How to pick stocks in Alberta’s junior oil and gas biz
Step one: avoid market "chameleons" and, on rare occasions only, trust your gut
Keith Schaefer knows how to raise money. Before founding Oil and Gas Investments Bulletin, a subscription-based newsletter about oil and gas juniors, Schaefer worked for 20 years in the mining sector, helping public companies raise exploration capital. Now, on the other side of the fence, he spends his days reading charts and analyst reports in order to decide which, among the hundreds of juniors, he’s willing to throw money at. Schaefer prides himself on his plain-language approach, characterizing the current investing climate as “a little crazy.” “There are so many juniors right now, so many management teams and so much money being poured into this sector.”
Indeed, it’s an optimistic time in the oil patch. While oil prices have dropped from their lofty peaks of last spring, they are much higher than they were during the economic dog days of 2008 and 2009. Horizontal drilling has been hailed as a revolution, and the resulting shale game has energized a junior sector still reeling from the credit crisis. Though the global economy remains wobbly, experts say exploration for and production of unconventional oil and gas will be a boon to juniors and, it follows, to brokers and any investors with an appetite for risk.
Even post-recession, Alberta’s junior sector is still one of the biggest and most vibrant in the world, thanks to an open investment climate and a long entrepreneurial tradition within the industry. Juniors, known to be scrappy and innovative, are often the ones taking risks and making technological leaps. According to the Small Explorers and Producers Association of Canada (SEPAC), there are roughly 1,500 junior companies in Alberta. Of those, 500 to 600 are active operators, ranging from smaller startups to publicly traded 40,000 barrel of oil equivalent (boe) per day producers.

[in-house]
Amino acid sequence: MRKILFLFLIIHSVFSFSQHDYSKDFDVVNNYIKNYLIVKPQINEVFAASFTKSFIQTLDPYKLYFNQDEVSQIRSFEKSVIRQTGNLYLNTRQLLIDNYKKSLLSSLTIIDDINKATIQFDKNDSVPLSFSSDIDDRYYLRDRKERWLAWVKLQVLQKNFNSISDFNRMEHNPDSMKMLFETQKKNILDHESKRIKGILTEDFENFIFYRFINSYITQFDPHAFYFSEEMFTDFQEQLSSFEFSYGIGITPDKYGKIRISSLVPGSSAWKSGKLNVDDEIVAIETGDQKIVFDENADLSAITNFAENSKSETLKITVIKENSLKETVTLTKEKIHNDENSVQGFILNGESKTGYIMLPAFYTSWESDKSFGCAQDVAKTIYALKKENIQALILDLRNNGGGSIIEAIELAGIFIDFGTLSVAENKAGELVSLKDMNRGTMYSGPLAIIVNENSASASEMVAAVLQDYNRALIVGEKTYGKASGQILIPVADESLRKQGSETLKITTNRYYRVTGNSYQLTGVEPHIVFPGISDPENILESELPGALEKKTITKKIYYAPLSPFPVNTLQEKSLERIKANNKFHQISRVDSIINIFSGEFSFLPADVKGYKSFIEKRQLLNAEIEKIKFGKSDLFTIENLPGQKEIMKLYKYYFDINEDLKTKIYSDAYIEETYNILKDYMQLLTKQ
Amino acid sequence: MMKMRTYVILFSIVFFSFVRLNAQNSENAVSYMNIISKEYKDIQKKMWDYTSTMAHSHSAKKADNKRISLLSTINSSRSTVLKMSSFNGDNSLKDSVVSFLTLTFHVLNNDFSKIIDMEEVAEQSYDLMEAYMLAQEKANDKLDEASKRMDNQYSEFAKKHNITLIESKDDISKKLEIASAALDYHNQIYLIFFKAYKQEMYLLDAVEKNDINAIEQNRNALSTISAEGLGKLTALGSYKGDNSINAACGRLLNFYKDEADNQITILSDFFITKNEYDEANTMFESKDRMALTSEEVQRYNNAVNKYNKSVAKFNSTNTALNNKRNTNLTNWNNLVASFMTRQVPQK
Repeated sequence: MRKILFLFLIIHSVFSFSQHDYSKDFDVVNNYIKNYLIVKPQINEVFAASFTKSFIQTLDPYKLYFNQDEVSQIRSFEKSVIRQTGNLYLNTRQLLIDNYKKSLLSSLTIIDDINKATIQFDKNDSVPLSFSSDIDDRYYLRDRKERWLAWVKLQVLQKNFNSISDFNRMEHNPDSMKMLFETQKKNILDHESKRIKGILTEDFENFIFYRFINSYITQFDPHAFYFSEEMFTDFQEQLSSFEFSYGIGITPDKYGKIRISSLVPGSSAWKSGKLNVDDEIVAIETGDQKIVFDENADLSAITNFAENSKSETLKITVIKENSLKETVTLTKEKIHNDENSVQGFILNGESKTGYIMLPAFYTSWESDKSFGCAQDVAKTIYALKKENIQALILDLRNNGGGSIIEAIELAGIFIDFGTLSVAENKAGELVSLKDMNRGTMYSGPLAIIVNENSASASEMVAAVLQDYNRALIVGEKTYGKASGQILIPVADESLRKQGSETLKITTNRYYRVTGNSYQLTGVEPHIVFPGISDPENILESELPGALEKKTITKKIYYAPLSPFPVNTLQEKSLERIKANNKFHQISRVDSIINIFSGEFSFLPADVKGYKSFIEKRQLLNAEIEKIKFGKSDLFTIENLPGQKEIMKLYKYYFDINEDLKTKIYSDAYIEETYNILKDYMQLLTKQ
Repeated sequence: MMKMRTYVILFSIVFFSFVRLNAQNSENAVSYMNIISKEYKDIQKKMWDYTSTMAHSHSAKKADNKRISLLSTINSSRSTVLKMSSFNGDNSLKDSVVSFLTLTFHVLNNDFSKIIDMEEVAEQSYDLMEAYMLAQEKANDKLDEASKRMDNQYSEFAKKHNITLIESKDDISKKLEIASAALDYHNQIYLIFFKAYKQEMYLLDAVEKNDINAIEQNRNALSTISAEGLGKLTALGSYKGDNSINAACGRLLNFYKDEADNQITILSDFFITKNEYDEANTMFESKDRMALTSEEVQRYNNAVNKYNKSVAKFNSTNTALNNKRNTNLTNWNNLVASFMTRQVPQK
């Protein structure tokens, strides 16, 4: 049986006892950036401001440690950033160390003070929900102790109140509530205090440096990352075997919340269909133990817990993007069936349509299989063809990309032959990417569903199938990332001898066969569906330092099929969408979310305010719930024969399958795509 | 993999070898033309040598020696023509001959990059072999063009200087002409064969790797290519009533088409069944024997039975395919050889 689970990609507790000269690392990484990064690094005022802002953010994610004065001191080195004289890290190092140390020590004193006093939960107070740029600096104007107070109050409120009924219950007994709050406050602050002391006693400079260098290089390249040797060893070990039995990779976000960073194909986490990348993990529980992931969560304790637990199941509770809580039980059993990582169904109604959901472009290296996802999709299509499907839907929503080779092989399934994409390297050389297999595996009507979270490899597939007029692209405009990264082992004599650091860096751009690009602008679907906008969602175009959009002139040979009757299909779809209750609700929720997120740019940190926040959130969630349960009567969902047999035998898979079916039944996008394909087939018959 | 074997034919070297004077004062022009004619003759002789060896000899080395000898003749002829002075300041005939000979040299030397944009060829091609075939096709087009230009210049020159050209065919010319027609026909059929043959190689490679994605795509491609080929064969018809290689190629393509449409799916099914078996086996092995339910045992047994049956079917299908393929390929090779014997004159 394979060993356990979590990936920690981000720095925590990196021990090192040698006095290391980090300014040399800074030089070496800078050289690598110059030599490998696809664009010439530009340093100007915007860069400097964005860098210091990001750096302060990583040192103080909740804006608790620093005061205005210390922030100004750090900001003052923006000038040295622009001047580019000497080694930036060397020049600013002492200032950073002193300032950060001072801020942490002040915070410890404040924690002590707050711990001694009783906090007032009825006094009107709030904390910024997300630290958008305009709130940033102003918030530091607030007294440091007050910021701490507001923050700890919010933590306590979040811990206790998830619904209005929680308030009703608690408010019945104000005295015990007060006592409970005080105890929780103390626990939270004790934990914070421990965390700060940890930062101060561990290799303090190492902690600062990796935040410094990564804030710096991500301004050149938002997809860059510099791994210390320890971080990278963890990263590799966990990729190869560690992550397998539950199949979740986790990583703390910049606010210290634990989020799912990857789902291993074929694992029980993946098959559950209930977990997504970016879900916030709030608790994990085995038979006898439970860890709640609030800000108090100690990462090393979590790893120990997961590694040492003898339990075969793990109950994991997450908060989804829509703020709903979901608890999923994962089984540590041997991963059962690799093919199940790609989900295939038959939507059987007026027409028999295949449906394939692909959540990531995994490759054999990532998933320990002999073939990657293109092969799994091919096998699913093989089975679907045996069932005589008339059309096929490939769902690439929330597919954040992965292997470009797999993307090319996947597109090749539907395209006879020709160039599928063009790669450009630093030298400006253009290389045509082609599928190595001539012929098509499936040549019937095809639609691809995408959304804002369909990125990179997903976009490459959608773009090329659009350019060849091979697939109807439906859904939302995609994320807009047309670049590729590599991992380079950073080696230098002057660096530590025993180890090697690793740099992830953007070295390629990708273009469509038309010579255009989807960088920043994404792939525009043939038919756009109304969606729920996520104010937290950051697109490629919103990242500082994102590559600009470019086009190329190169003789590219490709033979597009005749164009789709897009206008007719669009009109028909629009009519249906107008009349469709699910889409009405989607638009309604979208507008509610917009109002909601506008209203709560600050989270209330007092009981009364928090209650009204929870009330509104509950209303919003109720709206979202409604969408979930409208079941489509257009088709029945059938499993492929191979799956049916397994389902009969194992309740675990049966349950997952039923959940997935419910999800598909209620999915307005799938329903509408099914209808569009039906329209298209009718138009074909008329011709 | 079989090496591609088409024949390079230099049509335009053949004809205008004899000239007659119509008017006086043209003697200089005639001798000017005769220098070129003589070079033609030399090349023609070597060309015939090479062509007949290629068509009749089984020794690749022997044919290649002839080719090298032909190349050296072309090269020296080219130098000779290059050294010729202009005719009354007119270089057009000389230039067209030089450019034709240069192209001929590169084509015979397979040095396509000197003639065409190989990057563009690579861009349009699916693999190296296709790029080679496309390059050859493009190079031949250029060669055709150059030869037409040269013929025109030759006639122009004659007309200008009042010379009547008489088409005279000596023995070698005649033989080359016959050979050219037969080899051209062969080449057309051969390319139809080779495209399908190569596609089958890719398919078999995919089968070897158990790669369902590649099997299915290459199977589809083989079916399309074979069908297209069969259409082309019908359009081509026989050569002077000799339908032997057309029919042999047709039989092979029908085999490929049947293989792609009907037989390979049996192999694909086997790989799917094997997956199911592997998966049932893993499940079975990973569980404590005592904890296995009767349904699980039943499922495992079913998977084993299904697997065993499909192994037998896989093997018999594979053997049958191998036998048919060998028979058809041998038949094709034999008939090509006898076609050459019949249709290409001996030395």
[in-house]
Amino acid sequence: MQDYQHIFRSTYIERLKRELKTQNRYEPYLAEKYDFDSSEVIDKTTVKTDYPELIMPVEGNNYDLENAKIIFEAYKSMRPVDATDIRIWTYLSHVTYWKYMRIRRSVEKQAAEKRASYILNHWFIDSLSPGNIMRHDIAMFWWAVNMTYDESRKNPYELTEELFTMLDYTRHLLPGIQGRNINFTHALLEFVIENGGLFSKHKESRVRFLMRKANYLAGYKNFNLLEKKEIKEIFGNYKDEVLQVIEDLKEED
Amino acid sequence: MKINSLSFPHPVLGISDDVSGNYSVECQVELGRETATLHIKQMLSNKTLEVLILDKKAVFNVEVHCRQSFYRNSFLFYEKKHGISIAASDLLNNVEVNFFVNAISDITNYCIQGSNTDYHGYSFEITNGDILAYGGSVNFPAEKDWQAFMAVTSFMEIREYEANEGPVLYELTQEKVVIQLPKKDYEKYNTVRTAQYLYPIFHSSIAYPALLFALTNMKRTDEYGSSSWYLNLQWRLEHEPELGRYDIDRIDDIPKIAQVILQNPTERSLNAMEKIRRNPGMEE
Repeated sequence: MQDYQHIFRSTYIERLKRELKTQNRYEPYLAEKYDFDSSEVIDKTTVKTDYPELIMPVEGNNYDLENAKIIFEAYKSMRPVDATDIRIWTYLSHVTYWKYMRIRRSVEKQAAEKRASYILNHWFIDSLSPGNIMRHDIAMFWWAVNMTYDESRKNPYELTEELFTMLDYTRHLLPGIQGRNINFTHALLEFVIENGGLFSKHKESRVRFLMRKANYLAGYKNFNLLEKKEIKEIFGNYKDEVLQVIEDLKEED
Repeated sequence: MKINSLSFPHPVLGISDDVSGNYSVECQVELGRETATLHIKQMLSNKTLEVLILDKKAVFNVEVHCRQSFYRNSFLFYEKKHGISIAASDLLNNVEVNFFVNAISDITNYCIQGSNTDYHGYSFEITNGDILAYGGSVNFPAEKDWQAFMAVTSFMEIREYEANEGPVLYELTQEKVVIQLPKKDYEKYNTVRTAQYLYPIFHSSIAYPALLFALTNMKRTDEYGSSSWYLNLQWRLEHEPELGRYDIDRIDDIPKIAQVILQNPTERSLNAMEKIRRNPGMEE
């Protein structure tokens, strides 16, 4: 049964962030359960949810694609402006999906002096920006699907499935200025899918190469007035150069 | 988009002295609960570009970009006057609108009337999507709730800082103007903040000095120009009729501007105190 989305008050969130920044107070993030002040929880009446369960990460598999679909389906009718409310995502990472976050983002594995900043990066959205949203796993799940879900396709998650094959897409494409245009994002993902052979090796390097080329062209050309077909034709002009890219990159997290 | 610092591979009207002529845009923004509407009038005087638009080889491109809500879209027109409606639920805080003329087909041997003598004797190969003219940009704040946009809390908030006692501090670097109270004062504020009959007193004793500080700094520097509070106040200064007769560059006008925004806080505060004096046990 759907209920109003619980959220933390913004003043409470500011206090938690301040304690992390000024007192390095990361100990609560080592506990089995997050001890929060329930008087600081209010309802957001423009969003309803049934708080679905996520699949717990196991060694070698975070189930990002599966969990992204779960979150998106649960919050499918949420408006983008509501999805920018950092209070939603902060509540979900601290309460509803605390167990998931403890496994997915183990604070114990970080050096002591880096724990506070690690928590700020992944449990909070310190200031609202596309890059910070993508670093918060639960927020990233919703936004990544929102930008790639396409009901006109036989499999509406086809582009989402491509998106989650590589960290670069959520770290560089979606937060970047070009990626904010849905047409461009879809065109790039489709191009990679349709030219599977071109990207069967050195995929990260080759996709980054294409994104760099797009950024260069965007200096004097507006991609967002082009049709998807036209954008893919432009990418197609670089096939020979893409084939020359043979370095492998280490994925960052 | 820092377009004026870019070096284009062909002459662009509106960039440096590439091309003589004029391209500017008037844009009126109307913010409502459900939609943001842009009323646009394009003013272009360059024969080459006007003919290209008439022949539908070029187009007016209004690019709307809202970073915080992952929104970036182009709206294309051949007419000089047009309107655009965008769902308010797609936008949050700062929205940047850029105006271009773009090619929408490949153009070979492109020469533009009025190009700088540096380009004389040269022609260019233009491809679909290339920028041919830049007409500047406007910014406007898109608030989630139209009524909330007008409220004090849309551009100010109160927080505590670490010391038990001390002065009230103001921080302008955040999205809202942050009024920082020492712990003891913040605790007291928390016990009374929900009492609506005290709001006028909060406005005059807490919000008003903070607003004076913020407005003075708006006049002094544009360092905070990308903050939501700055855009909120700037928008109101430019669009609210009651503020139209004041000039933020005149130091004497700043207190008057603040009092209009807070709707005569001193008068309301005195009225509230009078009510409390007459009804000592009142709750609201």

In the wake of the market crash and the enduring slump in natural gas prices, many of the smaller shallow-gas juniors have been decimated. The surviving companies, ones that dealt in more cost-effective or more diversified deposits, are now targeting oil or natural gas liquids, which the market is favoring. According to Gary Leach, executive director of SEPAC, there are now fewer active junior operators. They have also become larger – increasingly consolidating with other companies to boost their clout and better withstand the capital risk of the new shale game. “A junior used to be able to start out with around $3-5 million,” Schaefer says. “Now they need $50 million to go after any of these shale plays, because it’s $4-6 million per well.”
With juniors hungry for capital and investors eager to buy – recent worries about the economy aside – the oil patch is abuzz. But with a multitude of companies and newly accessible plays out there, how can investors recognize a solid venture from a shaky one? Schaefer’s advice for those with a stomach for the high-risk – and potentially high-rewards – juniors’ game? Be fussy. “There are a lot of buses on the road, so if a company doesn’t look great, pass because there’s going to be another bus coming along.” But more importantly, he says, “wealth is vigilance,” so do your homework.
“The most important thing is the management team, pure and simple,” says Fabrice Taylor, an investing columnist at Alberta Venture, the Globe and Mail, and co-founder of its newly launched President’s Club Investment Newsletter. “Do they have a good reputation, have they made money for investors before, and do they have the right skill set?” In this business, a junior company can command a premium simply if it is steered by people who have previously built and sold a company.
Angle Energy Inc. – a profitable junior chasing light oil and liquids-rich natural gas plays and producing roughly 15,000 boe per day – launched seven years ago as a blind pool. Because president and COO Heather Christie-Burns and CEO Gregg Fischbuch came out of the successful Bear Creek Energy team, investors were confident enough to give them $15-million right off the bat. “We didn’t begin with any assets,” says Christie-Burns. “But we had a past record demonstrating success, and that was a big reason we got that initial support.”